By New Times
By Connor Radnovich
By Robrt L. Pela and Amy Silverman
By Ray Stern
By Keegan Hamilton
By Matthew Hendley
By Monica Alonzo
By Monica Alonzo
WHERE WERE YOU WHEN THE 9s TURNED TO 0s? Former governor Ev Mecham told us he was "spending a quiet evening at home." Rose Mofford, Mecham's successor, hung up on us. Onetime glitter-rock night owl Angela Bowie slept through the whole thing. And in Tempe, the Suicide Hotline was reportedly experiencing one of its busiest nights in memory. Okay, so everybody wasn't having a Happy New Year. For better or worse, mosh into the new millennium as New Times' fearless party patrol dodges bullets and other Y2K catastrophes to crash all the bashes we didn't see you at. Also inside: Arizona's Y2K year-in-review, Timeline 2000 and other ruminations on the city that rose from the ashes.
If He Only Had a Brain
Called onstage to accept the "Key to Munchkinland" during a June performance of The Wizard of Oz starring Mickey Rooney and Jo Anne Worley, Phoenix Mayor Skip Rimsza told a Grady Gammage Auditorium audience: "Politicians and actors do have something in common -- we both say things we don't mean."
Next: CPS Case Workers See the Darndest Things
Beth Compton, an emergency dispatcher for the Tolleson Police Department, penned Did You Say an Alligator?, a self-published collection of the most hilarious 911 calls she'd ever handled.
But Strangely, There Was No "I WAS GREENFIELD ELEMENTARY'S IDIOT OF THE MONTH" Sticker
In December, 20-year-old Amber Tyler filed a $300,000 wrongful-arrest suit against the Town of Gilbert. Tyler, an employee of Greenfield Elementary School, was arrested at the school after she ignored a police officer's order to cover up a "vulgar" bumper sticker reading "IF THIS MUSIC IS TOO LOUD, YOU'RE TOO FUCKIN' OLD." Tyler's bumper was also decorated with a sticker reading: "GOT WEED?"
After a sewer line broke in March, drizzling 2,000 books with waste-laden water, several employees of the Burton Barr Central Library were seen rummaging through a Dumpster full of the tainted tomes, apparently looking for new additions for their bookshelves at home.
Soul on Ice
Needing a photo of an ice skater to illustrate an April Fool's Day cover story that appeared in The Rep, the Arizona Republic's weekly entertainment tabloid, the newspaper ran a wire service photo of teenage murder victim Julie Sund, one of three women found dead in a burned-up rental car near Yosemite National Park. The widely published shot, which featured Sund skating on a frozen lake, was from a roll of film police found near the car where the bodies were discovered.
Ascent of a Woman?
After paying the University of California-Riverside $160,000 to develop a new Kentucky bluegrass hybrid to be used in Bank One Ballpark, officials opted instead for a common variety of Bermuda grass available at any well-stocked nursery.
Crime in a Bottle
In September, an unidentified 10-year-old Mesa girl chased two intruders from her home after clobbering one of the men over the head with a bottle.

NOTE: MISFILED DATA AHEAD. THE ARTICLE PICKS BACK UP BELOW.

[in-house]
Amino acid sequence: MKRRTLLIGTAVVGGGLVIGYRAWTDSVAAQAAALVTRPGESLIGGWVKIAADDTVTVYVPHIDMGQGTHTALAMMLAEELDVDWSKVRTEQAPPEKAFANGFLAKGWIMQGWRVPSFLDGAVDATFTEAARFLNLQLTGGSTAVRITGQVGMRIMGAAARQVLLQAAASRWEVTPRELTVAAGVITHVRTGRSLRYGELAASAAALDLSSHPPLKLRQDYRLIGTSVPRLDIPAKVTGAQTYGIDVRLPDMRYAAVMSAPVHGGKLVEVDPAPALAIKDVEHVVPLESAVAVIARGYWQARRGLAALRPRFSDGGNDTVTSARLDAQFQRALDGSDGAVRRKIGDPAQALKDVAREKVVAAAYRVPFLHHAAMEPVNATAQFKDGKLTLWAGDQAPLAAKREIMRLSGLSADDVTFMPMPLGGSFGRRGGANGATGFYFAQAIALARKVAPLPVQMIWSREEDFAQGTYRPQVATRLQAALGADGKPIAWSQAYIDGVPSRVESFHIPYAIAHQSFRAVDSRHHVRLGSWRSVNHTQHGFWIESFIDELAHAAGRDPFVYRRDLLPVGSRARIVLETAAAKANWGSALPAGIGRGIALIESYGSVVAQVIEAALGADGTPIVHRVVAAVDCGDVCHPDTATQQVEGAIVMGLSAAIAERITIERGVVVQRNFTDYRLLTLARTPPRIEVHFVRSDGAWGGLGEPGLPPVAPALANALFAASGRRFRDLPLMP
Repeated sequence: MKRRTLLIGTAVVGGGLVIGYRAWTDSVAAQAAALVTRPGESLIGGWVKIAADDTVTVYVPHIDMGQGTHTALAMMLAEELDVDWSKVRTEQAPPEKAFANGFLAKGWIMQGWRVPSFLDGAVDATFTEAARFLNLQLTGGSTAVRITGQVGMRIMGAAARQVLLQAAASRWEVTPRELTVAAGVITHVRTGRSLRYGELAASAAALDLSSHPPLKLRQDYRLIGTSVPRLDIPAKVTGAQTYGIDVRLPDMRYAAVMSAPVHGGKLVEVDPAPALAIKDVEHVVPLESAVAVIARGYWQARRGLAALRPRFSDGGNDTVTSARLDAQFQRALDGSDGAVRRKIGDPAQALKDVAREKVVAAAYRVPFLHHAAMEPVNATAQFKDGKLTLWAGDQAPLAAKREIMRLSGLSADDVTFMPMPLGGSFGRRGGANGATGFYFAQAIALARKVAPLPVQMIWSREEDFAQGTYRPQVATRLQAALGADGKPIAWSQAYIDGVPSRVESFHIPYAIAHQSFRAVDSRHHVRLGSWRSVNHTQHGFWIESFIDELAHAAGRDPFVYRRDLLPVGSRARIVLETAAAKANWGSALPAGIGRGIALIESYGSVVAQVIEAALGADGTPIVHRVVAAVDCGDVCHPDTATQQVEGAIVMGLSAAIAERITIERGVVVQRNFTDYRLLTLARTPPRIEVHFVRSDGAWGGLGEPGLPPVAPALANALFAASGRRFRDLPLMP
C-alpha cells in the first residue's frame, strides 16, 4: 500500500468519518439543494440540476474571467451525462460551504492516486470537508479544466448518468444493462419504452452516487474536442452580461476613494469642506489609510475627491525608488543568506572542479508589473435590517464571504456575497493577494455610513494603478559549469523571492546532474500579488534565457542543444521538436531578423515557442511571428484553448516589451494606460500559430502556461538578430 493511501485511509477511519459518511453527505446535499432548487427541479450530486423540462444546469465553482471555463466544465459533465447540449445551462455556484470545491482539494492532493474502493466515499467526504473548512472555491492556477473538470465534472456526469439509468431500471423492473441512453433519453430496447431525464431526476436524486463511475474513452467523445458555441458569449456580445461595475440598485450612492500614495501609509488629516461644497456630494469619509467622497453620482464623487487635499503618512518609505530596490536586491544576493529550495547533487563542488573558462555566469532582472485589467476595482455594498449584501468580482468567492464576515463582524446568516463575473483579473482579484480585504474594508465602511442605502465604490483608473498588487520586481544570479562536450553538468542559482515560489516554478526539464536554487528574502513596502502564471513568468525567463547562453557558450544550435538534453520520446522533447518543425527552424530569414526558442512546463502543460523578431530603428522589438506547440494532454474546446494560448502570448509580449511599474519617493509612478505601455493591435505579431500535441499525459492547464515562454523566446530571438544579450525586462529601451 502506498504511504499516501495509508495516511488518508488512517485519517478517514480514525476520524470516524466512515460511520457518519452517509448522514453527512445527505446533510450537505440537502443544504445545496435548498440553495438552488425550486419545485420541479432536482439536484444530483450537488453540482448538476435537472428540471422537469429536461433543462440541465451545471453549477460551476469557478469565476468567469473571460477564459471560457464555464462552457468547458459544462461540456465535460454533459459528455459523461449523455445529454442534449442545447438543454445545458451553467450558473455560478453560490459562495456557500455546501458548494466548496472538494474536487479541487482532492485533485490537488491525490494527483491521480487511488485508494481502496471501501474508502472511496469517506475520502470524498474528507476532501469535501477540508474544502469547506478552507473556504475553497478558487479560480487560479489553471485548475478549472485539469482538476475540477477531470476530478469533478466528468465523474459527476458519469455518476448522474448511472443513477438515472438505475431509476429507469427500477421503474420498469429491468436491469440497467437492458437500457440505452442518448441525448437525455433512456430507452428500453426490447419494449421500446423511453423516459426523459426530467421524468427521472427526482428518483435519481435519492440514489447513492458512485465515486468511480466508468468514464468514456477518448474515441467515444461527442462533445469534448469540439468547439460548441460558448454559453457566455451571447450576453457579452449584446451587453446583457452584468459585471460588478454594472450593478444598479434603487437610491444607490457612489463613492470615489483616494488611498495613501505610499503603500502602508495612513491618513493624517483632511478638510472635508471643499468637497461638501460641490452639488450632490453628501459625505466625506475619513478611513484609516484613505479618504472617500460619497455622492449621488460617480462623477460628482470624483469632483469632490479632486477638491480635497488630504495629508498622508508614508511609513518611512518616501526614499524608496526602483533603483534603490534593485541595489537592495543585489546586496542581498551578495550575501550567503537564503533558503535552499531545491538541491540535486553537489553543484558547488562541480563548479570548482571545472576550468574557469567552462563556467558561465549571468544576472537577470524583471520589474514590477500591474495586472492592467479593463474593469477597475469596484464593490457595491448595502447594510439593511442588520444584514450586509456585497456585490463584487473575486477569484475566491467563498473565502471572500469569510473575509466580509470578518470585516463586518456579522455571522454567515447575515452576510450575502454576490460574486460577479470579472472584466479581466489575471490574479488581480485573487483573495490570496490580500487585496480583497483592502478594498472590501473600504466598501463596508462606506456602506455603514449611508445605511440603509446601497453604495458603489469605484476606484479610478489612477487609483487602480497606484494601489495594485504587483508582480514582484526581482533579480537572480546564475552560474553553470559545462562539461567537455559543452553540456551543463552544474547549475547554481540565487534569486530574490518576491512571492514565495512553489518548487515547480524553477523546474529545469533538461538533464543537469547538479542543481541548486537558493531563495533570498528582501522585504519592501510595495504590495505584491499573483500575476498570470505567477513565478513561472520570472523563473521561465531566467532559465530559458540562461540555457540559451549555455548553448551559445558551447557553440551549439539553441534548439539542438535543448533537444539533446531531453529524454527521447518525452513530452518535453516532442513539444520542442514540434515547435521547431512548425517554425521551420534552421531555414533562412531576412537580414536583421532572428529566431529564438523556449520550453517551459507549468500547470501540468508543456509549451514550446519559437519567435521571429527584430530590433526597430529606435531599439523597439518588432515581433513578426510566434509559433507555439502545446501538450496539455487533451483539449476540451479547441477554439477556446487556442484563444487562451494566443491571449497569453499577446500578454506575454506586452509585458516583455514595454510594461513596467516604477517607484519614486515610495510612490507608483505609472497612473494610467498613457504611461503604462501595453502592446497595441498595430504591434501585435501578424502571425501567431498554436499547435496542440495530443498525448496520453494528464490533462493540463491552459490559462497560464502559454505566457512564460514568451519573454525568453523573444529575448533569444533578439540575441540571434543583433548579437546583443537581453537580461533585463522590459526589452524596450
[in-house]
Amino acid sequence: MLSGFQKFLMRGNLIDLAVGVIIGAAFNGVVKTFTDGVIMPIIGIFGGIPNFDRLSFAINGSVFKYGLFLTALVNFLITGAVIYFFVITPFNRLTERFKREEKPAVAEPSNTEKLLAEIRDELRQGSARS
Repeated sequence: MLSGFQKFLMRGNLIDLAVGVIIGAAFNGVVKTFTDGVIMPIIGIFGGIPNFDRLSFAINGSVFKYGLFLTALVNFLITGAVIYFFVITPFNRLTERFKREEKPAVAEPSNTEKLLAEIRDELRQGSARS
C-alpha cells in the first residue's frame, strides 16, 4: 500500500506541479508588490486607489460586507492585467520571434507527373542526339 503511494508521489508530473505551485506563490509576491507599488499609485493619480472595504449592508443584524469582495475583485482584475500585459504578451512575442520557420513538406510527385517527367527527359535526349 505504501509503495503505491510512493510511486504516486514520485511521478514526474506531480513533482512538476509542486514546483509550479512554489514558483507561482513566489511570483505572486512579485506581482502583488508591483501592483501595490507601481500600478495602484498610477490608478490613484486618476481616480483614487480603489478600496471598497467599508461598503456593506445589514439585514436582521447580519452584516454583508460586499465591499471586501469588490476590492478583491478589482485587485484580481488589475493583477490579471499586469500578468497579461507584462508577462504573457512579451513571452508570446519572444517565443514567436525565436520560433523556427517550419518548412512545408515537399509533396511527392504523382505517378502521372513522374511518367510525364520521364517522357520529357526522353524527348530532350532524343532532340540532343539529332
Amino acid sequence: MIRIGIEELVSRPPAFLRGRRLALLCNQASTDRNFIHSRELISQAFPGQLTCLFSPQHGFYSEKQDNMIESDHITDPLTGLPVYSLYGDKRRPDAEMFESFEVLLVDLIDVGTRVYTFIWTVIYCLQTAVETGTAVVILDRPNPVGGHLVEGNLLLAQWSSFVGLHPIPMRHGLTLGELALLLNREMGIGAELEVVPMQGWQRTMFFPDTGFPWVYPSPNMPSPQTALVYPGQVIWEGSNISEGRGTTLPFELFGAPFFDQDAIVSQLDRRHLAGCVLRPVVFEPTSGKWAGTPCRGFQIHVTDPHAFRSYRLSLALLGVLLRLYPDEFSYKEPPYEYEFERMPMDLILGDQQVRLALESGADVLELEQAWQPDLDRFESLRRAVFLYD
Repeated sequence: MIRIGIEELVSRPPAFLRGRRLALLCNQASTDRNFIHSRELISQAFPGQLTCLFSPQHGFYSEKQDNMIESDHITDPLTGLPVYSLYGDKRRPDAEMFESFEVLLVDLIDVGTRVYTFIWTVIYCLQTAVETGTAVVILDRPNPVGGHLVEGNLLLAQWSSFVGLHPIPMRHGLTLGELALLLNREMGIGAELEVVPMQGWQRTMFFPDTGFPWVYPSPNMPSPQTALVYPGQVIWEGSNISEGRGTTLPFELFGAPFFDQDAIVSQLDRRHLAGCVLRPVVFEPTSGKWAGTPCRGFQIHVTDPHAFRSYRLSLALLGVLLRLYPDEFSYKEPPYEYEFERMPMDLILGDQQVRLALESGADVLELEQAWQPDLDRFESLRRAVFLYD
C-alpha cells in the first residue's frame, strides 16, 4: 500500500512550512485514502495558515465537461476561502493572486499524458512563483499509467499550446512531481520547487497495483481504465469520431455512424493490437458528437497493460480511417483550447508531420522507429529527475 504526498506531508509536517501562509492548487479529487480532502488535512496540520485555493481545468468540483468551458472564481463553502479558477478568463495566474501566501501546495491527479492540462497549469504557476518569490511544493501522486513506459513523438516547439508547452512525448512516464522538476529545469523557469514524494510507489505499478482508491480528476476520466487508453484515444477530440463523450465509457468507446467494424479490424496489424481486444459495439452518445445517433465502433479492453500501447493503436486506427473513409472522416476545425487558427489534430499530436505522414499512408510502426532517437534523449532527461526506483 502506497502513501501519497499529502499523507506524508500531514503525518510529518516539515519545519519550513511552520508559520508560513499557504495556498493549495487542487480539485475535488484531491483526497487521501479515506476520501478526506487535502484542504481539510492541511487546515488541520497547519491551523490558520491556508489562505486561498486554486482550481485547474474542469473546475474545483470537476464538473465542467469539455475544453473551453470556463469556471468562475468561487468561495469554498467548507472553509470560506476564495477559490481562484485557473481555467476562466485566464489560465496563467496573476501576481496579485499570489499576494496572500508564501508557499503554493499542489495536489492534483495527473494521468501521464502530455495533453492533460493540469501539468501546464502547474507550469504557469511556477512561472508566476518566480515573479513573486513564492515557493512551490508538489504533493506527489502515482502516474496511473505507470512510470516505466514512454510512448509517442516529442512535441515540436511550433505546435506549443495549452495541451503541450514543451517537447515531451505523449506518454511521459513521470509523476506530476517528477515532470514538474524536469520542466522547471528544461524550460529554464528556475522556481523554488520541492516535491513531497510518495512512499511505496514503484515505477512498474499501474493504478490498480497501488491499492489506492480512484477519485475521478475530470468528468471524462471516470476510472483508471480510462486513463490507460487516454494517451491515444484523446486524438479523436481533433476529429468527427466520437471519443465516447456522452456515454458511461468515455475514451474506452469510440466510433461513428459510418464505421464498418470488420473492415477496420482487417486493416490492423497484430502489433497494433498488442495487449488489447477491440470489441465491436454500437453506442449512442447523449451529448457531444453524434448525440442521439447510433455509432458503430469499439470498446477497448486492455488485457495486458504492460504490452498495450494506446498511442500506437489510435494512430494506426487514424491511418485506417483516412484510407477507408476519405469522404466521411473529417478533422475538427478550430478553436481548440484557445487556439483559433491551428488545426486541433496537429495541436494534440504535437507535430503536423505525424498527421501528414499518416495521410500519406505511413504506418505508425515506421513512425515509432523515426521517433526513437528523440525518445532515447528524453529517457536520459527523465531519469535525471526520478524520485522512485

So That's What They Do When They're Not Shooting Up the Schools . . .
What do high schoolers do with all their spare time and disposable income? For the answer to that head-scratcher, check this Arizona Republic headline that ran in September: VALLEY TEENS HIT MALLS TO SPEND MONEY.
But Don't Quote Us
In August, the Arizona Republic made a front-page announcement that the paper had dismissed columnist Julie Amparano after editors discovered that she could not verify the existence of a number of people, quotes and events that appeared under her byline. Ironically, Republic staffers claimed that management had earlier held Amparano up to fellow scribes as an example of a stellar reporter.
Claiming to be the country's largest museum of its kind, the Bead Museum opened in Glendale last fall.
But What Dog Has That Kind of Money?
Responding to public outcry over noise pollution, the Surprise City Council passed an ordinance against "unreasonable dog barking," an offense that carries fines of up to $2,500.
Well, It Was an Exhaustive Investigation
In the wake of an undercover sting operation, 13 employees of the county's largest auto emissions testing station were charged with bribery. According to agents who'd visited the testing center at 49th Street and Madison, the employees routinely accepted bribes ranging from $50 to $200 to give passing grades to cars that should have flunked the test.
So That's What They Mean by "Hall Pass"
In August, a 31-year-old Mesa mom told police she'd been raped at Mendoza Elementary School while on campus for a "Meet Your Teacher" event. The woman -- who sustained a head injury, scratches and a torn brassiere during the alleged assault -- later admitted all the damage was self-inflicted and that the entire incident was a hoax.
In March, two fifth-grade girls triggered neighborhood hysteria after telling Mesa police they'd been kidnaped at knifepoint by a beer-swilling derelict, but had managed to escape by kicking and hitting him. Upon further questioning, however, the girls confessed the episode was just a prank.
To commemorate the millennium, Gerry Berg of Quartzsite (a desert RV community two hours west of Phoenix) spent several months assembling a 53-foot-long statue out of a scrapped barge. Explaining that the sculpture (modestly touted by its creator as "the most unique thing in the state") represented "how man is ruining his own habitat," Berg revealed plans to display his creation during a $100-per-person New Year's Eve unveiling ceremony.